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A term referring to various aspects of Frankenstein
adjective Referring to any enterprise—a ‘Frankenstein’—that circumvents or expands beyond the mechanisms designed to control it
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In The Mortal Immortal, Mary Shelley extends her Frankensteinian vision with a hero who just reaches the age of 323.
This is the literature of Frankensteinian transformation taking discombobulated parts, galvanizing by words, and a new being springs forth.
He appears as a Frankensteinian monster cobbled together from contemporary tropes--full of fierce glances, sarcastic vocal mannerisms, and (as a didactic parenthetical suggests) "many ingenious methods of child-torture" (EPF, 56).
17) The irony is that the Barbarian world is not natural and native, but is a Necropolis 'built' upon the ruins of the city: it is a made-up, Frankensteinian Creature.
He holds up a larger steer horn--a strange, Frankensteinian beast that's obviously been assembled from parts of other brass instruments.
62-6, 157-9), not art in the sense of representations of the past guarded day and night in those fortresses known as museums, but art as a Frankensteinian recreative force that aims to better or improve upon nature, yet in the process alters the body's senses with machinery originally developed as extensions of the senses by functionally interfusing tissue and electronic instruments.
Judge Frankel's dream of "a commission on sentencing" and a mechanical punishment regime through "chart or calculus" (338)--fulfilling the Benthamite goal of a mathematical approach to punishment (339) and producing a Weberian sentencing machine (340)--has become nothing less than a Frankensteinian nightmare.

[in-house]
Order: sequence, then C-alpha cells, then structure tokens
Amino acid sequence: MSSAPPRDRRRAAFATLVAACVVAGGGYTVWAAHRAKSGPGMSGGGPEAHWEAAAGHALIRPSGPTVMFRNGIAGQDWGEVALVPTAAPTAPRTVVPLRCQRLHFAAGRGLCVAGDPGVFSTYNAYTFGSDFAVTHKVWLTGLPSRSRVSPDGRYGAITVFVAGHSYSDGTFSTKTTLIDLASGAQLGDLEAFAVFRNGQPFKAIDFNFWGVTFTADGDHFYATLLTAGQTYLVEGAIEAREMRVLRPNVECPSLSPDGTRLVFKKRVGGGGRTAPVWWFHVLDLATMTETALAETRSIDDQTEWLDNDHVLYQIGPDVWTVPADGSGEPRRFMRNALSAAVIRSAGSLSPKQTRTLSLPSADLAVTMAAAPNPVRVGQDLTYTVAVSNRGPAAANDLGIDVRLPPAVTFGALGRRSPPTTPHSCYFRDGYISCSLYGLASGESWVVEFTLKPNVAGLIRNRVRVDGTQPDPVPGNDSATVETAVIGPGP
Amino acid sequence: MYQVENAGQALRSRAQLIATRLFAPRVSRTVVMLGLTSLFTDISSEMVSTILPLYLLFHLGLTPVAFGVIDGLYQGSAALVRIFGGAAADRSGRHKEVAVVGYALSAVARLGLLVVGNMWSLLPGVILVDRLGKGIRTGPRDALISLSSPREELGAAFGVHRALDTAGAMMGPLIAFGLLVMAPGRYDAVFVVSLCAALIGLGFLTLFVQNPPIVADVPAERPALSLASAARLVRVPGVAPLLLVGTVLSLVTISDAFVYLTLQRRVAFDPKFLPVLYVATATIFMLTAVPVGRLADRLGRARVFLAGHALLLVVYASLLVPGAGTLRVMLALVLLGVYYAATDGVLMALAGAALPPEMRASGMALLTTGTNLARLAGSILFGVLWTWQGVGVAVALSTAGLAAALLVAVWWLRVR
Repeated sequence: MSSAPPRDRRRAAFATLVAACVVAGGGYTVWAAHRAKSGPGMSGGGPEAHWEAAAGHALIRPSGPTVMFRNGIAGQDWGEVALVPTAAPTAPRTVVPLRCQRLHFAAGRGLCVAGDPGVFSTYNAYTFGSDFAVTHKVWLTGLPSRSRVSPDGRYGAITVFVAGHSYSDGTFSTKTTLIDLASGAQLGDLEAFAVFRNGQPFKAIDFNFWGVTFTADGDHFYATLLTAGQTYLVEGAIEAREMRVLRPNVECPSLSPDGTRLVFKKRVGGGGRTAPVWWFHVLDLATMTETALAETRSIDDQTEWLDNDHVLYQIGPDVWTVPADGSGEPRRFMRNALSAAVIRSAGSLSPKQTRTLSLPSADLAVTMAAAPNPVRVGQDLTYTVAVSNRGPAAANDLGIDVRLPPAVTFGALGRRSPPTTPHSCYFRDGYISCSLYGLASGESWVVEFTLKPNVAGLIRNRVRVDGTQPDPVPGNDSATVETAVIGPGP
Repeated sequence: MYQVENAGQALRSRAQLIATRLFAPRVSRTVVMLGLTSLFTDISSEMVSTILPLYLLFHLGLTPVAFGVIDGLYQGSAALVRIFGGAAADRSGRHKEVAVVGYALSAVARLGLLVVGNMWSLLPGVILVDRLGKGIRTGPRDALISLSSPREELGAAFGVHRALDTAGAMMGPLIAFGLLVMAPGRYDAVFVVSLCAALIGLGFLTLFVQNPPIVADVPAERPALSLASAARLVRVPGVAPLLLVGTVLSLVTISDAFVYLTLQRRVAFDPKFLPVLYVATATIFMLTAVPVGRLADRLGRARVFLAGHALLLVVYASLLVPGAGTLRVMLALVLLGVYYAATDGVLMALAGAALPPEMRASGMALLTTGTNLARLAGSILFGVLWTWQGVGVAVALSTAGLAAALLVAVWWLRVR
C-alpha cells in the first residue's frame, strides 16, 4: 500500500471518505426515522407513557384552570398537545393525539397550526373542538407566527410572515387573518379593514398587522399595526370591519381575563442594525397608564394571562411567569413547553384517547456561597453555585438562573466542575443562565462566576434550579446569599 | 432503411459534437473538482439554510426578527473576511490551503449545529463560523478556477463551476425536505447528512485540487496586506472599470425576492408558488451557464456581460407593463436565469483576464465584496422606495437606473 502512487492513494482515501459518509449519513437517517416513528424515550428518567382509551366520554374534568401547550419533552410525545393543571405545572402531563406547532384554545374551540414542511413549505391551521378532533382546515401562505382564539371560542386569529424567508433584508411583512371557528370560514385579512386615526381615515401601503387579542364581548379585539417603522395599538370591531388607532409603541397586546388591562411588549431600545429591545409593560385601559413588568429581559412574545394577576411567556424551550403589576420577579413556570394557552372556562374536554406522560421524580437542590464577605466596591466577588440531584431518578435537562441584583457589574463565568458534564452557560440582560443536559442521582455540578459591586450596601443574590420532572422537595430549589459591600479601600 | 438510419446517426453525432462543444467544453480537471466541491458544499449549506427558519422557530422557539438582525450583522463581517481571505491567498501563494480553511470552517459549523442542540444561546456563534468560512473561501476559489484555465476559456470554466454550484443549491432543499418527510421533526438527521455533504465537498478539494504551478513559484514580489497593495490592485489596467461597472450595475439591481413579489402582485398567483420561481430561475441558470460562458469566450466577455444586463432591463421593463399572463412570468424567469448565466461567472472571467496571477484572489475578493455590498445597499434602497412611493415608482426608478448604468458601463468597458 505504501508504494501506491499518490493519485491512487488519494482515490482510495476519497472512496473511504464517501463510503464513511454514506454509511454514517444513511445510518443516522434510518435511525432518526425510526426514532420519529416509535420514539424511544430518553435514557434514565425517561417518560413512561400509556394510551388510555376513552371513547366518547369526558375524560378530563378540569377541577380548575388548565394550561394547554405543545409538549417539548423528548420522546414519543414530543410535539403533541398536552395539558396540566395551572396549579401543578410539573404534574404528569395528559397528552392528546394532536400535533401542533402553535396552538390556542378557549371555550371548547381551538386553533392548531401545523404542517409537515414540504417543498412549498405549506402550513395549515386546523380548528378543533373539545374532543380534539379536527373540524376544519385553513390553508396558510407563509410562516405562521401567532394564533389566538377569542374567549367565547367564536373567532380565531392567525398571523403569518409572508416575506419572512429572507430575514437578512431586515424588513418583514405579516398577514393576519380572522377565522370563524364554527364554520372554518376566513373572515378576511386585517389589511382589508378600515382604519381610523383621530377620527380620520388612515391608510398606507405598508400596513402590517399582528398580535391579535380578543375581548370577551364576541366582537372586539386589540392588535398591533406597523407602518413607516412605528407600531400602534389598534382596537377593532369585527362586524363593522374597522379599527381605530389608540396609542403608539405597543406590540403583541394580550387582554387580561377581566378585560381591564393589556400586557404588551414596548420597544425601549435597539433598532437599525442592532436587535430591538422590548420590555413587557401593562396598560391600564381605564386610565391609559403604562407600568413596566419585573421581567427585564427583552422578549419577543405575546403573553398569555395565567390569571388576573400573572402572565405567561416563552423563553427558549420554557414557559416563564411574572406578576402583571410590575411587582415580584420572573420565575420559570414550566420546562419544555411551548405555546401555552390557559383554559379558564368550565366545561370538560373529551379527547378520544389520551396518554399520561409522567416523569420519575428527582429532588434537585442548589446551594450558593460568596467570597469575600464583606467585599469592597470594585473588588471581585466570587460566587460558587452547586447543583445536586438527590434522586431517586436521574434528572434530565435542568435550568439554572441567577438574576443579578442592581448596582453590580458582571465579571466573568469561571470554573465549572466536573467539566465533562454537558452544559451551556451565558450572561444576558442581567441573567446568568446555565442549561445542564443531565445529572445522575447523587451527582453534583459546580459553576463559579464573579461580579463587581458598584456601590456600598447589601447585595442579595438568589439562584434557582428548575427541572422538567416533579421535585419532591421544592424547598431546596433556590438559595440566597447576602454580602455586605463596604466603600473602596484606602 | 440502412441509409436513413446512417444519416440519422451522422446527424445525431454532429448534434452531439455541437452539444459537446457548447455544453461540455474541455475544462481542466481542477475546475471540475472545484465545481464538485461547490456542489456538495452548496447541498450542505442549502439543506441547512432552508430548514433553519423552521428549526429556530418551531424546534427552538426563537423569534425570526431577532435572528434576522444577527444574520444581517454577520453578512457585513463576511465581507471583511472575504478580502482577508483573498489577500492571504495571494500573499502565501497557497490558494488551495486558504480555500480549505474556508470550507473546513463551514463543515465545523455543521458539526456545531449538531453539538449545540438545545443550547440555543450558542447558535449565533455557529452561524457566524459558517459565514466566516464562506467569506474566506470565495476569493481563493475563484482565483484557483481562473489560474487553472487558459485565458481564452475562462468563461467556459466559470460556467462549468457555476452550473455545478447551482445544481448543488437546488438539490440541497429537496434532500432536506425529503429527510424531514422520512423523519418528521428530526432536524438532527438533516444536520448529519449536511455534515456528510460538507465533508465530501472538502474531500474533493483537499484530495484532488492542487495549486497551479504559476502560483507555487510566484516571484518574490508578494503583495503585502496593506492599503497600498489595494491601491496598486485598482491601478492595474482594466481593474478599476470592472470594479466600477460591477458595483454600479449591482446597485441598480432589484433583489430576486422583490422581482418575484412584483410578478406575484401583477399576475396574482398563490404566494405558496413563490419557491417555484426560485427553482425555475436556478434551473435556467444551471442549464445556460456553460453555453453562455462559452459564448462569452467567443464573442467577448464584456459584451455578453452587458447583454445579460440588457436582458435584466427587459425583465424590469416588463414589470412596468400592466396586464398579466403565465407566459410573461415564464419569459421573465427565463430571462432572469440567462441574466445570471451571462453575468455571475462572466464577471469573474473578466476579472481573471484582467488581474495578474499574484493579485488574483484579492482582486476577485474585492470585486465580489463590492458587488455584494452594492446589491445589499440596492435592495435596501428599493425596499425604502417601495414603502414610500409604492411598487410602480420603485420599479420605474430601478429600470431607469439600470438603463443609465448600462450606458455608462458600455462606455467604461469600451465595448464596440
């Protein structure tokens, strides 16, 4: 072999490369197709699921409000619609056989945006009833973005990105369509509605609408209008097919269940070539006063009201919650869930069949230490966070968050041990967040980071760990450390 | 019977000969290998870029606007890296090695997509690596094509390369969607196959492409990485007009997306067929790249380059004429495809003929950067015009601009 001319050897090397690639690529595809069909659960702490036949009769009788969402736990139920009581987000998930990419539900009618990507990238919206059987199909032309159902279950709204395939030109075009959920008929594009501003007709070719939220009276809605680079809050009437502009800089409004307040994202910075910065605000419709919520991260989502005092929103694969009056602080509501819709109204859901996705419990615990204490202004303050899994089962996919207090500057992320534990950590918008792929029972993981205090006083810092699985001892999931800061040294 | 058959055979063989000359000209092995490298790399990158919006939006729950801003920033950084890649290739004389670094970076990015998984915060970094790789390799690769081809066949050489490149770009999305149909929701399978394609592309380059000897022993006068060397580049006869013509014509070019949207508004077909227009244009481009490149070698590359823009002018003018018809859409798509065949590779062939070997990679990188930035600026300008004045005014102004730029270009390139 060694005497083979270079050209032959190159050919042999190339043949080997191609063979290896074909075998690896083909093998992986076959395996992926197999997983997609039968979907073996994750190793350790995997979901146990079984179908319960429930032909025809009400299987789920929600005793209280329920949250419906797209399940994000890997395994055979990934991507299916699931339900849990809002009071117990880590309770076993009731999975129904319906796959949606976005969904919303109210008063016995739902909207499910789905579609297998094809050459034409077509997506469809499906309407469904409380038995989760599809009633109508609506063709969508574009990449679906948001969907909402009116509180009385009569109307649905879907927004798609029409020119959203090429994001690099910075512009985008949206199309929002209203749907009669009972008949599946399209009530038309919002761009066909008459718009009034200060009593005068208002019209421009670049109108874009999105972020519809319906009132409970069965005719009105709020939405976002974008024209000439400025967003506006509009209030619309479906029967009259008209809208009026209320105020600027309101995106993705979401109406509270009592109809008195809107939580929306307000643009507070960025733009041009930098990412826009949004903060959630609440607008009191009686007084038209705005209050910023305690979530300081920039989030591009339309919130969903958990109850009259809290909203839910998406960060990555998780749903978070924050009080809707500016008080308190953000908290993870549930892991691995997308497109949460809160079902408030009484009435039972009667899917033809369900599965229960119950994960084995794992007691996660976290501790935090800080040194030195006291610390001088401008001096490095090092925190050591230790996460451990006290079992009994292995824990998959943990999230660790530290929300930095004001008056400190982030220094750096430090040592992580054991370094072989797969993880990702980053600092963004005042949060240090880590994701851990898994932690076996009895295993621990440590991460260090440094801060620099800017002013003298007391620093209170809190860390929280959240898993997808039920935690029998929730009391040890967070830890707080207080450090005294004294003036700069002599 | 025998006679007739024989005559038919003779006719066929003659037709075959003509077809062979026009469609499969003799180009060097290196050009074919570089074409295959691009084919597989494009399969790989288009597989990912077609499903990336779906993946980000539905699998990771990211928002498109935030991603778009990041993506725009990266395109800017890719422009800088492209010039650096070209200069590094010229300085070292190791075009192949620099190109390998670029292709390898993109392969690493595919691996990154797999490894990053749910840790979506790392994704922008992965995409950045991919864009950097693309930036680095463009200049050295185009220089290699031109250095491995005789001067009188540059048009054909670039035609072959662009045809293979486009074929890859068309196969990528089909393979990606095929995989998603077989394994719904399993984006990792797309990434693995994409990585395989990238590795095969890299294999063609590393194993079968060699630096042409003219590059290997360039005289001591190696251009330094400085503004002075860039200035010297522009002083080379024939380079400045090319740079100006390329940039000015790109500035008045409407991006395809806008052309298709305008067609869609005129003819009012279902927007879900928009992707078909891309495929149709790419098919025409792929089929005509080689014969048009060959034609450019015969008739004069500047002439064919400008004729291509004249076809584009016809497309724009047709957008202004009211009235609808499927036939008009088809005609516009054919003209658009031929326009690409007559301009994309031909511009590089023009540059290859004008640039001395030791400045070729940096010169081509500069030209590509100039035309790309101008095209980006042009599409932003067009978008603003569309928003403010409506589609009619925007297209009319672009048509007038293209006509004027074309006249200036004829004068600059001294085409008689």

in the Frankensteinian sense) a 1,687,149-word exceptionally execrable
The collage imagination at the core of such a gesture is one committed to liberating juxtaposition, mosaic, conflation, fusion and confusion, Frankensteinian fictions, cyborg scripts, centaur texts, the narratologically amphibious writings that embrace a poetics of beautiful monstrosity.
Poet Sook Kong observes that, "All that is Frankensteinian is out of the belfry," while Judy Rebick takes the anti-globalization movement to task for paying lip service to feminism.
Even with Hollywood's assistance - or hindrance, as the case may be - Cooper says the primary objection to xenotransplantation seems to be from animal rights organizations rather than from people worried about Frankensteinian species blends.
The author, an internist, Harvard professor, and respected poet, laments that his medical education transformed him into a kind of Frankensteinian man-machine--"My eyes/ Are microscopes and cathode X-ray tubes/ In one"--who sees only bacteria, bones, and blood chemistry.